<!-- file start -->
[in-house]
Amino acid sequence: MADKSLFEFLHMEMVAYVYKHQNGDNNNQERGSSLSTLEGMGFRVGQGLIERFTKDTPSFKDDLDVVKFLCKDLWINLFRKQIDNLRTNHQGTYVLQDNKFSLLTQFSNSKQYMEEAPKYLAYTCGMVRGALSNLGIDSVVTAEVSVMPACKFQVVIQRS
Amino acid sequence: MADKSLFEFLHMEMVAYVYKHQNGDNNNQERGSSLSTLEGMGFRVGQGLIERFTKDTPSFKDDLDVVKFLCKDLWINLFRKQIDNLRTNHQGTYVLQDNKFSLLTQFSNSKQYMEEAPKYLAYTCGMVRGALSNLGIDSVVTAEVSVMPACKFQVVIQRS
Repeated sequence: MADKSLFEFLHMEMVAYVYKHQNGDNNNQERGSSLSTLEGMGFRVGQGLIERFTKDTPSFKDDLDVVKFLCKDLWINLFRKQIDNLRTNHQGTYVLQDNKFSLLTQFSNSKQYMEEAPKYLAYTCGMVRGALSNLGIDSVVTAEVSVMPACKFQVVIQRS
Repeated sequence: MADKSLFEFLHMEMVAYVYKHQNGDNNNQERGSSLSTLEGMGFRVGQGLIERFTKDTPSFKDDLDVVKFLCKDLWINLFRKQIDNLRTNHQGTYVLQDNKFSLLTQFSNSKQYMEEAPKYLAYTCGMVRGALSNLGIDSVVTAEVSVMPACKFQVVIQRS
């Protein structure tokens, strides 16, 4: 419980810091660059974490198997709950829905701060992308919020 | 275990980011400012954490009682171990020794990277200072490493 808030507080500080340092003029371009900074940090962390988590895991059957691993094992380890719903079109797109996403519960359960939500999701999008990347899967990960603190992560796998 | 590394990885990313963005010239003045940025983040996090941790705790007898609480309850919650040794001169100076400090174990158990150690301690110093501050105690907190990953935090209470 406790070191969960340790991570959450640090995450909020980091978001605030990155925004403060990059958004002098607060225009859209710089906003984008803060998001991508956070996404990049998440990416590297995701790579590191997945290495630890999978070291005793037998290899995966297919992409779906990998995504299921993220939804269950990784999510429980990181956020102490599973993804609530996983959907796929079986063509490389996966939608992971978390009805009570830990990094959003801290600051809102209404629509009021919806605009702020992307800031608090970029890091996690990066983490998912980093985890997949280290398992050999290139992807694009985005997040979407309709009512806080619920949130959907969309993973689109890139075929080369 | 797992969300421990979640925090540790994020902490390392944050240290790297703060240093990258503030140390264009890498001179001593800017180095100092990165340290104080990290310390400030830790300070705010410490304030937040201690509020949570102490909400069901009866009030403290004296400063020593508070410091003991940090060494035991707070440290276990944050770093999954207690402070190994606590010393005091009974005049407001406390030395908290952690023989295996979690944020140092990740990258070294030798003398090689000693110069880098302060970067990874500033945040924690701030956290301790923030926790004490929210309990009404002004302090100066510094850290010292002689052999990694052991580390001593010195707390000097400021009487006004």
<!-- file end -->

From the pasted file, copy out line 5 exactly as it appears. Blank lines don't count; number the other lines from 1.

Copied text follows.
Repeated sequence: MADKSLFEFLHMEMVAYVYKHQNGDNNNQERGSSLSTLEGMGFRVGQGLIERFTKDTPSFKDDLDVVKFLCKDLWINLFRKQIDNLRTNHQGTYVLQDNKFSLLTQFSNSKQYMEEAPKYLAYTCGMVRGALSNLGIDSVVTAEVSVMPACKFQVVIQRS